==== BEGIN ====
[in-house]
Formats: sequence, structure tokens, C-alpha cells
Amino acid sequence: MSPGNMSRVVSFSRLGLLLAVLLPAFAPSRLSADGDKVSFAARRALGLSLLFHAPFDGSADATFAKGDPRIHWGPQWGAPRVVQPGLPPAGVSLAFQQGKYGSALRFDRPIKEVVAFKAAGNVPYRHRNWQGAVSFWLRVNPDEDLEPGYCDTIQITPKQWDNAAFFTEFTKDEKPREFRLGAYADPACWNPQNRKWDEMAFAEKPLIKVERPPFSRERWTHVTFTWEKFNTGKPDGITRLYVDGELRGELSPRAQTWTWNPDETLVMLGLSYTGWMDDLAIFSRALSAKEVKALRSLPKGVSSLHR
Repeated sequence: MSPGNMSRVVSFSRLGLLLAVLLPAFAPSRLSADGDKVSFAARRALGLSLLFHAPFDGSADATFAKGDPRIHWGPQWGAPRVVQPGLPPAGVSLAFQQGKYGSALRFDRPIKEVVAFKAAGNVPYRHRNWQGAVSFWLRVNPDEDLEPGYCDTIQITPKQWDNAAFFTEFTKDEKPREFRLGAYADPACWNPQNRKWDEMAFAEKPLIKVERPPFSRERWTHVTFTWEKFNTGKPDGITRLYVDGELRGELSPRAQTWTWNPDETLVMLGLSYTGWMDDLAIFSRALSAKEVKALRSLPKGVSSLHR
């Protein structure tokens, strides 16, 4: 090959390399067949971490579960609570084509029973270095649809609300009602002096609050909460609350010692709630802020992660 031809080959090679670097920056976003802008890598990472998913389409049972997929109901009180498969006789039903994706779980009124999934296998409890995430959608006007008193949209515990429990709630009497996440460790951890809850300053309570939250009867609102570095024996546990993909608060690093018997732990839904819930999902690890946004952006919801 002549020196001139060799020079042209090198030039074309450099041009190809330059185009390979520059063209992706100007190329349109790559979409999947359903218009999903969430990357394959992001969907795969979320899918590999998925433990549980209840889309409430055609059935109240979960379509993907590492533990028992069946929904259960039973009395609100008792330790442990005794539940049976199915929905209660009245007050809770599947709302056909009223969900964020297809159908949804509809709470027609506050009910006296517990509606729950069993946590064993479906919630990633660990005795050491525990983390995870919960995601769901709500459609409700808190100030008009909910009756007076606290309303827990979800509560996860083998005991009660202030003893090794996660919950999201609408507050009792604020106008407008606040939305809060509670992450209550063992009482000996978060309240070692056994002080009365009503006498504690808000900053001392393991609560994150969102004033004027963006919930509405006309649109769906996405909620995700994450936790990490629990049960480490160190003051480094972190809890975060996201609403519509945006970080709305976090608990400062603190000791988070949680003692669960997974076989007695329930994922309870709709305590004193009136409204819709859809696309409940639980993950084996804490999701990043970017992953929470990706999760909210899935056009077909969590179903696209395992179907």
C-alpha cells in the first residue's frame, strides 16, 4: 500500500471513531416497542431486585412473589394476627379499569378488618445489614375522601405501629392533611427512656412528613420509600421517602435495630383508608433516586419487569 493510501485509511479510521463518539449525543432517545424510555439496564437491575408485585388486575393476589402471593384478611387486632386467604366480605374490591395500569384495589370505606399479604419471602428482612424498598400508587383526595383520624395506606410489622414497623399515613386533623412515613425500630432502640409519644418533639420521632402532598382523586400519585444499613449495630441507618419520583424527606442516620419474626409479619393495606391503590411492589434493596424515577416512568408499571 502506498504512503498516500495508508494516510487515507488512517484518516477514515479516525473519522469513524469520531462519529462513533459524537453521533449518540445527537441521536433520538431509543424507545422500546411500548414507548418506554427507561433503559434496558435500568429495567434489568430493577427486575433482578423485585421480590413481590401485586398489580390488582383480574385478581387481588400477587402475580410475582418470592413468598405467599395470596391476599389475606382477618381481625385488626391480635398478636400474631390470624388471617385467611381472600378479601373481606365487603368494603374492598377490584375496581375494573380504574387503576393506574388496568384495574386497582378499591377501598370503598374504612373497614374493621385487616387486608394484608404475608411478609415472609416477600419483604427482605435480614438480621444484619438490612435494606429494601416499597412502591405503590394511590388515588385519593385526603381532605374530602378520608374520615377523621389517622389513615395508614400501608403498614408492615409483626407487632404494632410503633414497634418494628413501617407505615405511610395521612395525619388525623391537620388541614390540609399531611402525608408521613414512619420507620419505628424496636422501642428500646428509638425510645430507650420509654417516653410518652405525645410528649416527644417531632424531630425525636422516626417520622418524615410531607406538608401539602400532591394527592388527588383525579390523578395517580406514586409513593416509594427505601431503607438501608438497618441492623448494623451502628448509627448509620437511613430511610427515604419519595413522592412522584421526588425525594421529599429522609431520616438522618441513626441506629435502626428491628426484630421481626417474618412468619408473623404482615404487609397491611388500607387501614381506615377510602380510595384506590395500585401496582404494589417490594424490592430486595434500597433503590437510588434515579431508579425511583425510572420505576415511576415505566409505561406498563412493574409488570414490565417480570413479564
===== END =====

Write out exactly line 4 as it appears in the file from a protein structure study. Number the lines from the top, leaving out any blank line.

Repeated sequence: MSPGNMSRVVSFSRLGLLLAVLLPAFAPSRLSADGDKVSFAARRALGLSLLFHAPFDGSADATFAKGDPRIHWGPQWGAPRVVQPGLPPAGVSLAFQQGKYGSALRFDRPIKEVVAFKAAGNVPYRHRNWQGAVSFWLRVNPDEDLEPGYCDTIQITPKQWDNAAFFTEFTKDEKPREFRLGAYADPACWNPQNRKWDEMAFAEKPLIKVERPPFSRERWTHVTFTWEKFNTGKPDGITRLYVDGELRGELSPRAQTWTWNPDETLVMLGLSYTGWMDDLAIFSRALSAKEVKALRSLPKGVSSLHR